It’s summertime in Toronto, and the humidity is going up fast. As you try to keep yourself and your family cool, the toilets in your house are feeling the heat as well. They’re sweating. That “sweating” is actually condensation forming on the outside of the toilet’s tank. That water collecting on the tank has to go. . . somewhere, right?
A Sweaty Toilet Isn’t Such a Big Issue
As the condensation forms and begins to slide down the outside of the water tanks of the toilets in your home, it drips onto the floor. Grabbing your mop, you swab up that water. Lather, rinse and repeat several times a day.
Only… if you don’t mop up that water, it’s going to go down to the sub-flooring, stain the baseboard and cause rotting. That’s just a little more expensive than you expected such a trivial problem would cause.
Problems a Sweaty Toilet Can Cause
When it gets humid in Toronto, the humidex can approach 50 degrees C, which means the air is full of moisture. If you feel the temperature of the water in the toilet tank, it’s much cooler—around 20 degrees C, if your home doesn’t have aircon. As the warm air meets the cool water tank, it forms droplets on the tank.
If you don’t want to deal with expensive repairs caused by that sweaty toilet, you’re going to need to call a plumber in Toronto. You’ll want one experienced in making plumbing repairs in Toronto.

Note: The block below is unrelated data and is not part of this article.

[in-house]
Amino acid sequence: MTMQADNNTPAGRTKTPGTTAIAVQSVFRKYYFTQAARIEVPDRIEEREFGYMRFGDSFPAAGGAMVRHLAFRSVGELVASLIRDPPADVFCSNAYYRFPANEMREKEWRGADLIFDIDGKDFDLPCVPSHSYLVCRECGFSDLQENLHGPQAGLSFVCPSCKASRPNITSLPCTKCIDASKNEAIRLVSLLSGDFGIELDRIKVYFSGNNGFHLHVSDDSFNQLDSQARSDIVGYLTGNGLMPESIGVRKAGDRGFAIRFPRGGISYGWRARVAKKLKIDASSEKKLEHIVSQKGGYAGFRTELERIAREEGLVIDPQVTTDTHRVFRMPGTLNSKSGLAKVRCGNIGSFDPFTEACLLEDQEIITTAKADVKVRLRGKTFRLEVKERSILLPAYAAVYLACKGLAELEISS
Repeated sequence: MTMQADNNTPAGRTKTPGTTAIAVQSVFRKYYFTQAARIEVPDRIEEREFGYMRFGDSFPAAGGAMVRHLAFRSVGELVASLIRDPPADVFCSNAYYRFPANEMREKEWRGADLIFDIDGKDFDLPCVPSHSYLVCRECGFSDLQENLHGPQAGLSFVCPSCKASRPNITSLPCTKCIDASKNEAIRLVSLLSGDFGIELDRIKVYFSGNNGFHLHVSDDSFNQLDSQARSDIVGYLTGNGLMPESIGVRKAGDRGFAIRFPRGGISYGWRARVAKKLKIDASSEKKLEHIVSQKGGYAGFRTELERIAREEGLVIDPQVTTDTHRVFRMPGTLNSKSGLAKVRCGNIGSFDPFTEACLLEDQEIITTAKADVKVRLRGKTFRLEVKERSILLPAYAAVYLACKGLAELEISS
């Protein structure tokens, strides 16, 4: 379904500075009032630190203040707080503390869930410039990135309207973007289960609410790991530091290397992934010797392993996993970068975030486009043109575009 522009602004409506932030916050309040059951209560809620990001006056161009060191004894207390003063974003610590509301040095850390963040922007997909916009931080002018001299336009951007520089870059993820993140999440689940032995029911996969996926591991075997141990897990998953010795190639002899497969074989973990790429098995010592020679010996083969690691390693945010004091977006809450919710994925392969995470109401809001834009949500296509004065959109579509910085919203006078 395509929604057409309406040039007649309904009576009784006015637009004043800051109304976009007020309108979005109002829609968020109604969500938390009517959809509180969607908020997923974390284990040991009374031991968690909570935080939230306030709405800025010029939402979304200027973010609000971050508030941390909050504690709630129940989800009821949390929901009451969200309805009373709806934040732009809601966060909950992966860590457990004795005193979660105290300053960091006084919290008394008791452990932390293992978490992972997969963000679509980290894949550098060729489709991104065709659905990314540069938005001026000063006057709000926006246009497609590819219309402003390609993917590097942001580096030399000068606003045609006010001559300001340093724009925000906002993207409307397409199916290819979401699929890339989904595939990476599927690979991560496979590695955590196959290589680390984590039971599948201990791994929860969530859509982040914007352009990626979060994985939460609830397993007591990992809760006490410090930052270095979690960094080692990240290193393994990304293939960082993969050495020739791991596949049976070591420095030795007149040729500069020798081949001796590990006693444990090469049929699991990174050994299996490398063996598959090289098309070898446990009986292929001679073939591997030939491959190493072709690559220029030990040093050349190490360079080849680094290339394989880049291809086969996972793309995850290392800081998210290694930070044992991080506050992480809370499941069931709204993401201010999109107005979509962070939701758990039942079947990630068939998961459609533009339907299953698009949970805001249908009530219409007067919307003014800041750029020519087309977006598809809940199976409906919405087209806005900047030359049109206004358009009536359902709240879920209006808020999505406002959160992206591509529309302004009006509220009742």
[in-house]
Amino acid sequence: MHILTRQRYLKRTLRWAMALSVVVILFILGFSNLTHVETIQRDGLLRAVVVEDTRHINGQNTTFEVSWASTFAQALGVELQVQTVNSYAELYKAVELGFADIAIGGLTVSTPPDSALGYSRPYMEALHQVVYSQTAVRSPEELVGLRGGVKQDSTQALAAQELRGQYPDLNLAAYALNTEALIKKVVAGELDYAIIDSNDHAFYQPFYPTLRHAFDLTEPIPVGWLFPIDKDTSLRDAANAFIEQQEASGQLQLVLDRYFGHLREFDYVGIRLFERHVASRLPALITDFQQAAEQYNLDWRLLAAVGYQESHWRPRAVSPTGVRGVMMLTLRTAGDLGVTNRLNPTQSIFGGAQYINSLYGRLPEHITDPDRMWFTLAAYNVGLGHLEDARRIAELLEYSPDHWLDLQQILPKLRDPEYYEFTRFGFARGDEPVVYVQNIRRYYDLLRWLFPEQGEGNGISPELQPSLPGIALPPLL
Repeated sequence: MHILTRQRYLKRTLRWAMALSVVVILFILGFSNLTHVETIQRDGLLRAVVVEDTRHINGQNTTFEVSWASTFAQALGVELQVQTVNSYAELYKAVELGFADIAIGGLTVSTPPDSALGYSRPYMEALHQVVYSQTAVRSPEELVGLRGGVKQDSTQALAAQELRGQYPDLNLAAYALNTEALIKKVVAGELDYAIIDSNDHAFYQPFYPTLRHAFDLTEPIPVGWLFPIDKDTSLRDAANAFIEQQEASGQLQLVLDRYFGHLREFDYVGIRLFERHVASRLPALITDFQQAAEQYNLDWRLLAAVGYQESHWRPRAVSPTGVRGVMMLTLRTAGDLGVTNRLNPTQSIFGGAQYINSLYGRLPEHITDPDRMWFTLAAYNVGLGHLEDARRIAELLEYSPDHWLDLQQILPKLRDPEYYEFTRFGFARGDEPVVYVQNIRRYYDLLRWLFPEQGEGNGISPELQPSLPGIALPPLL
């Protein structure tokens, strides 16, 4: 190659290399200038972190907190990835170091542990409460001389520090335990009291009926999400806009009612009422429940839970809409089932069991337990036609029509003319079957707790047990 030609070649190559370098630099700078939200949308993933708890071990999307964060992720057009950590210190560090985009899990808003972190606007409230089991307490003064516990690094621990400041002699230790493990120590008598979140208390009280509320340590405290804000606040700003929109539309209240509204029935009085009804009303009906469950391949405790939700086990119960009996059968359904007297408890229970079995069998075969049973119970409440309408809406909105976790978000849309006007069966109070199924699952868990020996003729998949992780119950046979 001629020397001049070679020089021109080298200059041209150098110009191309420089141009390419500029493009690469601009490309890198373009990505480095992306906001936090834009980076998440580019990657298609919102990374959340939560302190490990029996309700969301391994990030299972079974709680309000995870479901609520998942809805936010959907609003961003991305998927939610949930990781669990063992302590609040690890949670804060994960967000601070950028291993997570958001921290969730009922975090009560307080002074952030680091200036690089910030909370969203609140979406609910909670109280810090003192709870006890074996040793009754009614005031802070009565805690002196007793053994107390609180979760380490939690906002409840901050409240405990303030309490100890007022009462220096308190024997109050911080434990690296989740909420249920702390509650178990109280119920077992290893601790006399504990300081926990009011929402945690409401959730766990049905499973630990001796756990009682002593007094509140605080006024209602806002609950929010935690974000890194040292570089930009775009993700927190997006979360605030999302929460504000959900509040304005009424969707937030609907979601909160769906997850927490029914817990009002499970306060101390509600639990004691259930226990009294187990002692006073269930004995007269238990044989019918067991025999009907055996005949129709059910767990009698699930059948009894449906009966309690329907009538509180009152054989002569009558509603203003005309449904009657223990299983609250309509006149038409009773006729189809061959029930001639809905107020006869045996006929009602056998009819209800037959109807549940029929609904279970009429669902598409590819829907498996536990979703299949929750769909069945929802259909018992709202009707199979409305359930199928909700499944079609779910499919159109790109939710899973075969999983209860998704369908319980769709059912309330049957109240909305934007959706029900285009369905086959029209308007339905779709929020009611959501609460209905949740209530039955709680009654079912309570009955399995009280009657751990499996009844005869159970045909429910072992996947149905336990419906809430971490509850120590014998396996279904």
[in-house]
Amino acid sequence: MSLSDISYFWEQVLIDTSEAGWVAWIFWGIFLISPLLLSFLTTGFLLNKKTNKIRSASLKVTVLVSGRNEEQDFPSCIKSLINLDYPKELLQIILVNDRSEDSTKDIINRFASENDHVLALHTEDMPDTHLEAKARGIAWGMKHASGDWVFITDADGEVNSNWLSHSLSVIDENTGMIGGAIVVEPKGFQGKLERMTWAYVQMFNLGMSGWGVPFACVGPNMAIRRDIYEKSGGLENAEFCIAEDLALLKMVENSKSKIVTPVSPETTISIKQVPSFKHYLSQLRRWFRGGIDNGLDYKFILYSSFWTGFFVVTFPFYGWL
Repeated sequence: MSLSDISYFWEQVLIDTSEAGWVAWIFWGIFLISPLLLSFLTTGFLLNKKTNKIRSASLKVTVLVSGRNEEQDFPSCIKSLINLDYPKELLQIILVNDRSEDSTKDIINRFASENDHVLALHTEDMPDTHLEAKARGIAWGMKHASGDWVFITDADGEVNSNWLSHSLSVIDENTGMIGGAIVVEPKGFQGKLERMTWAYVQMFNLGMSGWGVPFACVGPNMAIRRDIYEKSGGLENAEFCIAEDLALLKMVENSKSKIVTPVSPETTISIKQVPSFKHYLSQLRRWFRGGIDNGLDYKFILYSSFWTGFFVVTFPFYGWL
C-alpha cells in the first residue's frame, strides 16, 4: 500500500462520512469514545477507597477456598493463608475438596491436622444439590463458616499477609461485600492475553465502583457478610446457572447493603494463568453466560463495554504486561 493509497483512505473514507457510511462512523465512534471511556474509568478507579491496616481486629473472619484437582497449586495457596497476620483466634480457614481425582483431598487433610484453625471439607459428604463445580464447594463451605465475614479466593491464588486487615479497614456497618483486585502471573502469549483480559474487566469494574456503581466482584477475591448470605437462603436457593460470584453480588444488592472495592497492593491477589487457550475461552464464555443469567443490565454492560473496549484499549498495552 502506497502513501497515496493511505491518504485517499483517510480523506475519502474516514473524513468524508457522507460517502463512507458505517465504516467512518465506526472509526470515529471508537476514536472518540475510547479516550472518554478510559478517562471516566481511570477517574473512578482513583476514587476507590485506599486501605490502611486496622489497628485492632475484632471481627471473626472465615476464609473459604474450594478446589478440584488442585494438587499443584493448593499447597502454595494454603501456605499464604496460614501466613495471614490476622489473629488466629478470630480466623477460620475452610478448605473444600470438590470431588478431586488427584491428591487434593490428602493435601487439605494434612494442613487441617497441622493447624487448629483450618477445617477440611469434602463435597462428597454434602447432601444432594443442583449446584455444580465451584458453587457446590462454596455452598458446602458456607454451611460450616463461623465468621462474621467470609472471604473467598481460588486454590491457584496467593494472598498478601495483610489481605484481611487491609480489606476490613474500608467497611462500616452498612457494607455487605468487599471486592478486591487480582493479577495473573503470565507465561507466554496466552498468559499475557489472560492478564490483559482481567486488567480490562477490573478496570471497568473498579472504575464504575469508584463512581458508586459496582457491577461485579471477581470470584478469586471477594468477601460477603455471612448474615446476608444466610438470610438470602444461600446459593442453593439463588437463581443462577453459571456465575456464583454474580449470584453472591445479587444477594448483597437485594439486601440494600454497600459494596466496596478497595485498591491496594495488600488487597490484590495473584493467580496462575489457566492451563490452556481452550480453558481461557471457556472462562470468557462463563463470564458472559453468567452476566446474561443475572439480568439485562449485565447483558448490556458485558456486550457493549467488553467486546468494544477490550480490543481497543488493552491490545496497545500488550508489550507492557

“Hallelujah!” you’re thinking. “There’s a fix!” You can install an anti-sweat valve to the outside of your toilet tank. This valve helps to raise the temperature of the water in your toilet tank.
If you don’t want to try this fix yourself, a plumber that has made thousands of plumbing repairs in Toronto can do the job for you. Depending on the location of your bathrooms, he can complete the installation behind the wall or below the floor if your home has a crawl space underneath the bathroom and first floor. The plumber prepares by shutting off the main water valve, cutting the water supply to your whole house. Next, he’ll drain every hot and cold water lines by turning on every faucet and flushing every toilet.
Now, he’s ready to start. He’ll connect compression adapters to the valve, threading each adapter to the three-valve ports. After marking where the center outlet port meets the vertical pipe, along with the location of the lower inlet port, he’ll cut out that section of pipe.
It’s time to solder the adapter to the copper pipe. The plumber now attaches the pipe and fitting assembly with the compression fitting. Now, he’ll attach Teflon tape to the ends, slipping the pipe and compression fitting nut over the pipe. Pushing the entire assembly to the right spot on the joint, he’ll use a wrench to tighten everything. He’ll connect this valve assembly to the waterline, soldering the connections of both hot and cold water lines at the waste and stop valves.
Installing an Anti-Sweat Valve
It’s time to connect a “T” assembly from your house’s hot water line to the mixing valve. Connect a pipe to the one remaining port on the mixing valve, using a compression fitting. Slip vent couplings on the opposite end. After soldering the last joints, it’s time to test your new system.
Check for leaks and slowly turn on the cold water valve. Do the same with the hot water valve. Finally, flush every toilet so you can push the air out of the lines.
Call a contractor who is experienced in conducting plumbing repairs in Toronto homes—before the humidity gets any higher. Deal with that sweaty toilet before it starts to drip, drip, drip.